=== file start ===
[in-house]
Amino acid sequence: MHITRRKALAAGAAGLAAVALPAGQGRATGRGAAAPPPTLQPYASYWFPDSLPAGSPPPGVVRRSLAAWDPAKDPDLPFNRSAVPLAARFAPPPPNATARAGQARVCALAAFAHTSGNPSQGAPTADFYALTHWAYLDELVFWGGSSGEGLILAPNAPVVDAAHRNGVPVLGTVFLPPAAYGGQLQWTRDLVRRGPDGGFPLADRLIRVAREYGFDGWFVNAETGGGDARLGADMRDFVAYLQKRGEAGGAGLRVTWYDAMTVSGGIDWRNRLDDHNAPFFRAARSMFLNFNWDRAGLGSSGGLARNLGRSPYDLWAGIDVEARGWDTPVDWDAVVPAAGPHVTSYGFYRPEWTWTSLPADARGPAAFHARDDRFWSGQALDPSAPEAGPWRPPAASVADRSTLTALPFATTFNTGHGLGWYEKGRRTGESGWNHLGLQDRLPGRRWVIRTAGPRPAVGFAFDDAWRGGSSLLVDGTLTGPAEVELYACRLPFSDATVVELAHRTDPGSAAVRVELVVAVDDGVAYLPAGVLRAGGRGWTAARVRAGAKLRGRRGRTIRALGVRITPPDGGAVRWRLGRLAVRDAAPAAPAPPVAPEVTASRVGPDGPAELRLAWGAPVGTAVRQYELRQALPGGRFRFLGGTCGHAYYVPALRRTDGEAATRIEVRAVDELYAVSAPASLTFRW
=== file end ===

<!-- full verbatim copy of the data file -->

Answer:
[in-house]
Amino acid sequence: MHITRRKALAAGAAGLAAVALPAGQGRATGRGAAAPPPTLQPYASYWFPDSLPAGSPPPGVVRRSLAAWDPAKDPDLPFNRSAVPLAARFAPPPPNATARAGQARVCALAAFAHTSGNPSQGAPTADFYALTHWAYLDELVFWGGSSGEGLILAPNAPVVDAAHRNGVPVLGTVFLPPAAYGGQLQWTRDLVRRGPDGGFPLADRLIRVAREYGFDGWFVNAETGGGDARLGADMRDFVAYLQKRGEAGGAGLRVTWYDAMTVSGGIDWRNRLDDHNAPFFRAARSMFLNFNWDRAGLGSSGGLARNLGRSPYDLWAGIDVEARGWDTPVDWDAVVPAAGPHVTSYGFYRPEWTWTSLPADARGPAAFHARDDRFWSGQALDPSAPEAGPWRPPAASVADRSTLTALPFATTFNTGHGLGWYEKGRRTGESGWNHLGLQDRLPGRRWVIRTAGPRPAVGFAFDDAWRGGSSLLVDGTLTGPAEVELYACRLPFSDATVVELAHRTDPGSAAVRVELVVAVDDGVAYLPAGVLRAGGRGWTAARVRAGAKLRGRRGRTIRALGVRITPPDGGAVRWRLGRLAVRDAAPAAPAPPVAPEVTASRVGPDGPAELRLAWGAPVGTAVRQYELRQALPGGRFRFLGGTCGHAYYVPALRRTDGEAATRIEVRAVDELYAVSAPASLTFRW